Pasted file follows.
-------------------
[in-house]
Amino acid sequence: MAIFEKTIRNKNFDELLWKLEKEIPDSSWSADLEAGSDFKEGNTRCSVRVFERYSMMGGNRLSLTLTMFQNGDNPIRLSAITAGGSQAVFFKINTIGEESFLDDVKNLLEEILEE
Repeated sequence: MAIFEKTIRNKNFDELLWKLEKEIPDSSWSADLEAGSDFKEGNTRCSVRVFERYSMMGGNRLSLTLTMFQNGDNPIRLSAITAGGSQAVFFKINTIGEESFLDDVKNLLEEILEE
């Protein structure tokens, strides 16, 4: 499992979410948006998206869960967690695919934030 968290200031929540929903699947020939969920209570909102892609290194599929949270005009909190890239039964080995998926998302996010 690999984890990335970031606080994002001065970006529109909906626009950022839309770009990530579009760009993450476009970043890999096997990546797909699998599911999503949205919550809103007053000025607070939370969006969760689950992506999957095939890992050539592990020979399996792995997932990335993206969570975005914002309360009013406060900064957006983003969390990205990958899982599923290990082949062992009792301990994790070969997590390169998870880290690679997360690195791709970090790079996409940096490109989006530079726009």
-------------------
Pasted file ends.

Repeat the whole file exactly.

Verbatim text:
[in-house]
Amino acid sequence: MAIFEKTIRNKNFDELLWKLEKEIPDSSWSADLEAGSDFKEGNTRCSVRVFERYSMMGGNRLSLTLTMFQNGDNPIRLSAITAGGSQAVFFKINTIGEESFLDDVKNLLEEILEE
Repeated sequence: MAIFEKTIRNKNFDELLWKLEKEIPDSSWSADLEAGSDFKEGNTRCSVRVFERYSMMGGNRLSLTLTMFQNGDNPIRLSAITAGGSQAVFFKINTIGEESFLDDVKNLLEEILEE
């Protein structure tokens, strides 16, 4: 499992979410948006998206869960967690695919934030 968290200031929540929903699947020939969920209570909102892609290194599929949270005009909190890239039964080995998926998302996010 690999984890990335970031606080994002001065970006529109909906626009950022839309770009990530579009760009993450476009970043890999096997990546797909699998599911999503949205919550809103007053000025607070939370969006969760689950992506999957095939890992050539592990020979399996792995997932990335993206969570975005914002309360009013406060900064957006983003969390990205990958899982599923290990082949062992009792301990994790070969997590390169998870880290690679997360690195791709970090790079996409940096490109989006530079726009």